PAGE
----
For anyone who has any experience dealing with or trying to help someone with any mental illness, you’ll know that the intensity and details of these highs, lows, and panics in between can vary from person to person, and so it can be difficult to pinpoint what will or will not help in each instance.

Doing the Work

The work required to haul oneself out of said lows, down from these intense highs of bliss and misfitting euphoria, all at completely irrational things is not the kind of work you do once, and then it’s done. Oh no.
This work is something you must do Every. Single. Day. 

When I started thinking of it more in terms of an actual responsibility, rather than a chore or something to be rewarded for, only then did I started noticing results.
I was responsible for my own mind, my own body, where it went and what it did and what it ate, who it interacted with, and how. On no one else’s shoulders was it if I did or said something I’d regret, ate something that didn’t agree with me or damaged myself in any way.
The work I was doing was keeping this all in check, staying hyper-aware of everything, editing and refining and re-routing whenever something felt off or when I noticed the sly familiar onset of bad thoughts and sneaky triggers that used to go unnoticed. It was so particular that I almost went to the extreme of over-doing the work, which I guess is not necessarily a bad thing, it’s just in my nature – the blessing being that I realised and pulled myself up on this when it happened.

Results???

Because the results were not spectacular – they weren’t jump-in-the-air, high-five oh-my-god-look-at-me kind of results – I didn’t initially pay much heed. Because I was used to this immediate and intense end-result, the balance I was feeling honestly felt…boring.
Gradually I began to notice however that the middle ground, this place of feeling ‘actually kind of alright’ instead of ‘omfg I’m fucking DELIRAH’ or ‘I want to disappear’ kind of shite, was so much more sustainable. Not only that, but noticing that when I was in this state, everything seemed to just fall into place and work so much easier – work, friends, family, creative stuff, fun – whatever it was, everything responded positively to this balanced frame of mind, instead of the irrational, eccentric and anxious me that nobody really knew what to do with except hug and pour tea for and promise everything would be fine.

Try. Fail. Edit. Fine-Tune. Repeat.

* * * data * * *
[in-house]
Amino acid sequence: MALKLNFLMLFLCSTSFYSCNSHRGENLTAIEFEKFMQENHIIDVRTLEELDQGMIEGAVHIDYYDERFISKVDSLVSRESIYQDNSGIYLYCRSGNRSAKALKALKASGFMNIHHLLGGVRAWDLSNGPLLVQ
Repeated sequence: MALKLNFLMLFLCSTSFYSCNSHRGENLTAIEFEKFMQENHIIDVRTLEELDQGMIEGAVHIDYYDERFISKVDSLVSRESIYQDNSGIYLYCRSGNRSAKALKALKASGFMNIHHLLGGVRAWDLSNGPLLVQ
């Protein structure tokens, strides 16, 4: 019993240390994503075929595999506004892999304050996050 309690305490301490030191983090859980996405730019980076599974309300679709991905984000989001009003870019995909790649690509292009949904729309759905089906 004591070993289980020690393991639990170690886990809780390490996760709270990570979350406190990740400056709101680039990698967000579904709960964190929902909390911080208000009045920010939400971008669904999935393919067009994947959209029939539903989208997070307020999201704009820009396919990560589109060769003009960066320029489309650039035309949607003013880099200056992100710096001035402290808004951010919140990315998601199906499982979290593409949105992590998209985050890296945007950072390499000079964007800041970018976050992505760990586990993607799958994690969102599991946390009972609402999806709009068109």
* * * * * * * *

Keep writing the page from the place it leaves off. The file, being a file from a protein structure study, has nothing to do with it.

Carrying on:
Editing and fine-tuning your life, mind and environment to fit whatever works for you is the only advice I have to anyone currently attempting to overcome any kind of mental illness or maintain positive mental health in the face of life’s challenges.
Thinking of yourself independently of anyone else – taking advice and help, definitely – but not assuming it as fact or convincing yourself of its truth until you’ve proven it works for your unique set of circumstances.
Know yourself. Figure out what you like, what makes you feel GOOD, what makes you THRIVE.
Take a day, take a week, take a month. Try things, fail spectacularly. Try something else, maybe don’t fail so badly. Keep trying until something clicks – and I promise you, if you’re self-aware enough to know and follow up on something big needing to change – something will.
This process, these trial and error and ups and downs and pushing through pain and confusion and trusting that something positive is at the end of it all – this is the work.

This is what it means to be trying, to be living, to be constantly editing and refining our lives and thoughts like we redirect unpredictable and mischievous kids away from dangerous river banks or running out on the road.
It’s a constant, unwavering necessity that we must remain on top of even at the best of times, and it all boils down to self-awareness and knowing yourself, recognising triggers or runaway thoughts when they start to play mental movies or imagine unlikely scenarios or pretend that the cars you’re hearing are actually waves on a beach a thousand miles away…you get what I’m trying to say.
Pull yourself up on it.

Self-Awareness

My particular combination of ‘work’ (even a glance at this blog might give you an inkling as to some of what it involved for me *cough* yoga *cough* writing *cough*) will more than likely not suit anyone else exactly. Just as someone else’s course of action wouldn’t have worked for me. I just followed the positive stuff, whatever that was, wherever I could, and did it as much and as often as it felt right to.  I still do. Staying aware, staying alert, re-routing whenever signs of the ‘fuzzy head stuff’ (as I like to call it) surface and just knowing that all it takes is a little bit of concentration, time and awareness ’til the next move or feeling becomes clear.

Creating my own sense of rational ‘paradise’ in every day is how I see the balancing out of this tendency of mine to overthink, to worry, and to believe the negatives. Maintaining balance and using it as a foundation to move forwards and continue building on what I’ve already worked for is how I see myself now, and I just wanted to share a little bit about what worked for me to help anyone struggling to see past what might seem like a mountainous road of ‘work’ ahead – baby steps.
Start by just turning inwards. Forget about the external stuff – other people, expectations, comparisons and past events – even this is part of the work. Everything is part of it. Everything is important, and don’t ignore or belittle any aspect of what you have to bring to the table because I promise you – the world needs it. The world needs all the self-awareness and positivity it can get right now, and that boils down to each individual playing their part right, using their unique talents and passions and more importantly, believing in them.